We present speckle interferometry observations of 47 composite spectrumstars obtained between 1993 and 1998 at the Pic du Midi Observatory withthe PISCO speckle camera. 76% of over 150 independent 10 minutesequences of observations led to a companion detection. Binary componentangular separations ranged from 0.05" to 1.2". We also obtained a seriesof 23 measurements of an additional nine close binaries. PISCOobservations confirm, for the first time since their discovery, theduplicity of HD 29104 (L4), HD 83808 (WGT 1Aa), HD 183912 Aa' (BON Ap),and HD 156729 (HR 6436). Discovered as double by Hipparcos, theparticularly difficult to resolve HD 156729 was observed despite thelarge magnitude difference, Δm=4.2, between its two components.Based on observations made with the Télescope Bernard Lyot at Picdu Midi Observatory, France.

Envelope Ejection: An Alternative Evolutionary Process for Some Early Case B Binaries
We discuss the evolution of binaries with moderately high masses (~10-30Msolar) and with periods of ~3-300 days, corresponding mostlyto early case B. These are usually thought to evolve either byreasonably conservative Roche lobe overflow, if the initial mass ratiois fairly mild, or else by highly nonconservative common-envelopeevolution, with spiral-in to short periods (hours, typically), if theinitial mass ratio is rather extreme. We discuss here a handful ofbinaries from part of this period range (~50-250 days), which appear tohave followed a different path: we argue that they must have lost alarge proportion of initial mass (~70%-80%) but without shortening theirperiods at all. We suggest that their behavior may be due to the factthat stars of such masses, when evolved also to rather large radii, arenot far from the Humphreys-Davidson limit, where single stars lose theirenvelopes spontaneously in P Cygni winds, and so have envelopes that areonly lightly bound to the core. These envelopes therefore may berelatively easily dissipated by the perturbing effect of a companion. Inaddition, some or all of the stars considered here may have been closeto the Cepheid instability strip when they filled their Roche lobes. Oneor the other, or both, of high luminosity and Cepheid instability, incombination with an appropriately close binary companion, may beimplicated.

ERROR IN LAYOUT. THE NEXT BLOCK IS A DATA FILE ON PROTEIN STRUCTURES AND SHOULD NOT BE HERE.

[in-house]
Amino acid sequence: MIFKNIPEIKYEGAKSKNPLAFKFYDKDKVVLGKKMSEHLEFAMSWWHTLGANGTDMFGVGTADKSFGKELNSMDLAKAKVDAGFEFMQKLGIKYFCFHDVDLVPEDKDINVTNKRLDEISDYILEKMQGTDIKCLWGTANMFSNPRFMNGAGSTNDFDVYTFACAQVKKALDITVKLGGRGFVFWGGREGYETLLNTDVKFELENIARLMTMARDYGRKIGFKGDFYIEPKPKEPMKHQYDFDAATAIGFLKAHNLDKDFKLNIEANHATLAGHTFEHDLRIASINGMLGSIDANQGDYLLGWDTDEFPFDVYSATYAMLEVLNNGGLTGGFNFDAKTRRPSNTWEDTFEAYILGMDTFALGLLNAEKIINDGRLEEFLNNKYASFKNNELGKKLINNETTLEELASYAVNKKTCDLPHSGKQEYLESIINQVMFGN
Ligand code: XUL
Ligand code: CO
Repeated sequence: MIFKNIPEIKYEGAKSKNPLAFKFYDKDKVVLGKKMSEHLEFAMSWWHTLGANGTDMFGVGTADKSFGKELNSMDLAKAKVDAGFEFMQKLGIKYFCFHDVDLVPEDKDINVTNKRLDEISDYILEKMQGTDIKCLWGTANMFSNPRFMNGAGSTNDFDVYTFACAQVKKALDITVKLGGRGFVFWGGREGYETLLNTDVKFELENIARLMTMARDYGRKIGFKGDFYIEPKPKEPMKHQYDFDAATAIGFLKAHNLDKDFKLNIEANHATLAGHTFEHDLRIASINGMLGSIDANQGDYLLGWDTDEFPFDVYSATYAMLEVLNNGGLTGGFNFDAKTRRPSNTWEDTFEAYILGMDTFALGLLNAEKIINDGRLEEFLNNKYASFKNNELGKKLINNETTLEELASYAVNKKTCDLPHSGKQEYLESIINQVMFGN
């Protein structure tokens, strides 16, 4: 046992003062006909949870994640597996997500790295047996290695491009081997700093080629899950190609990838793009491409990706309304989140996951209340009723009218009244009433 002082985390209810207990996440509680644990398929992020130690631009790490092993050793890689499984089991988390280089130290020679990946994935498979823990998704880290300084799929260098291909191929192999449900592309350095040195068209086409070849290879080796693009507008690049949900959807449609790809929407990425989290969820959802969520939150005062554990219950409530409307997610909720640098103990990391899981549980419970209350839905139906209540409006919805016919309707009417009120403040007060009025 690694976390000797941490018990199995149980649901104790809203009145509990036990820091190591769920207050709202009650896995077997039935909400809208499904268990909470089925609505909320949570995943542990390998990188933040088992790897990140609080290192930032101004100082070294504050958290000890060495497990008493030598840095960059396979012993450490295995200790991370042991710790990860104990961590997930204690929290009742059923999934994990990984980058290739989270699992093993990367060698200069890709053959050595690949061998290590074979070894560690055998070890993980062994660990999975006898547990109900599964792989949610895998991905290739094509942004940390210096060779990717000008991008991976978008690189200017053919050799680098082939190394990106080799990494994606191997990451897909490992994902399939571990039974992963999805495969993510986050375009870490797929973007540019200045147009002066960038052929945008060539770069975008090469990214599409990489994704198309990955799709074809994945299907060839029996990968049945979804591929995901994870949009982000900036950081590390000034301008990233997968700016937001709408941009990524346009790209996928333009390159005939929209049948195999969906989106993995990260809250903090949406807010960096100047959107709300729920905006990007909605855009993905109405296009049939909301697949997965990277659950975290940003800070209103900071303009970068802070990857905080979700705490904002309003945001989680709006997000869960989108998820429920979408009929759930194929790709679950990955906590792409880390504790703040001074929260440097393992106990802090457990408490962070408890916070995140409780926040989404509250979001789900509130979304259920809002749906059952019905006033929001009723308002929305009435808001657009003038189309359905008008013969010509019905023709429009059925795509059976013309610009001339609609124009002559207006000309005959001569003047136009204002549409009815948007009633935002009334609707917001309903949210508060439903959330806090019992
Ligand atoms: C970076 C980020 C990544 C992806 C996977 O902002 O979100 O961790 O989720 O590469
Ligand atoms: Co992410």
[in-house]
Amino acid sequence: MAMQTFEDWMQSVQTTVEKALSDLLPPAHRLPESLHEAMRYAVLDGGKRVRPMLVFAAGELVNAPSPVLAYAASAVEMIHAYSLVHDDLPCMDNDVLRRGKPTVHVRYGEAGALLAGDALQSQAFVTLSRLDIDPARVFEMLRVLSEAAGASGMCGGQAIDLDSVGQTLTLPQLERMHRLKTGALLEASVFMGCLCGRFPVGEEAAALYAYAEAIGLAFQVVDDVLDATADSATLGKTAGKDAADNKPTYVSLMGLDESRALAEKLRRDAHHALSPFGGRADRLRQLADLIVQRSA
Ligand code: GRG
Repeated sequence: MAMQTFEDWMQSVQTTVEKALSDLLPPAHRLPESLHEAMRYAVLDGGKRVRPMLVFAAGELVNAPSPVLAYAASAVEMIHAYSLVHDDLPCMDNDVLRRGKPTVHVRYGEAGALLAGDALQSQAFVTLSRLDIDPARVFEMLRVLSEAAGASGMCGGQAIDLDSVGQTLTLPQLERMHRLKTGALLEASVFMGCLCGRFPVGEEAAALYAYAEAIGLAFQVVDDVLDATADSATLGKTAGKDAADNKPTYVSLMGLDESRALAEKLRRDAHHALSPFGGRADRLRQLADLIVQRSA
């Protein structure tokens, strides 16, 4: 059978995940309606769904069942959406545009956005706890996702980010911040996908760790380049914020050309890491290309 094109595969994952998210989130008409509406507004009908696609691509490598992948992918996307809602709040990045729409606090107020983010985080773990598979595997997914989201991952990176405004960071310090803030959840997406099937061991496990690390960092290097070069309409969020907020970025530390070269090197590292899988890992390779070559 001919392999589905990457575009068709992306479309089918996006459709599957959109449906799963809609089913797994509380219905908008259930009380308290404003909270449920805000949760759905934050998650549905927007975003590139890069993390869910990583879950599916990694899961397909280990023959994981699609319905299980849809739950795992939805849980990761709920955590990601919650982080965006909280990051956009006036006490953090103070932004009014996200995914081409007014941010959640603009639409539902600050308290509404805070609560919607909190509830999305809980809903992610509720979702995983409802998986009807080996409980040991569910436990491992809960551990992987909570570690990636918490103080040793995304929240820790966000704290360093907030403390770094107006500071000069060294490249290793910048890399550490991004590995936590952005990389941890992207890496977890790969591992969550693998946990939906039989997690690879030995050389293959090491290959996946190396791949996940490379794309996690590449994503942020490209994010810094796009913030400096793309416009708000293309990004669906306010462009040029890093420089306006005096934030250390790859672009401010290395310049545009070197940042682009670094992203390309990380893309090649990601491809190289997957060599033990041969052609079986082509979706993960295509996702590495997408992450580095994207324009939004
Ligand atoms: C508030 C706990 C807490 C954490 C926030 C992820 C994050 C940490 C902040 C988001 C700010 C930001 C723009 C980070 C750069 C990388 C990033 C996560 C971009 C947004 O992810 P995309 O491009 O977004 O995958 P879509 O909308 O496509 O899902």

Properties of the P Cygni wind found using the Self Absorption Curve method
We have used the optical lines of N II and Fe III to study the wind ofthe luminous blue variable P Cyg. This was performedby applying a version of the Self Absorption Curve (SAC) method,involving few assumptions, to lines whose flux can be measured. A rathersurprising result was obtained; the lines of more excited multipletswithout blue shifted absorption components appear to be optically thick,while the lines of the most excited multiplets may show some indicationsof being optically thicker than the lines of less excited ones.Explanations of such effects are discussed, including possibleinhomogeneities in the wind.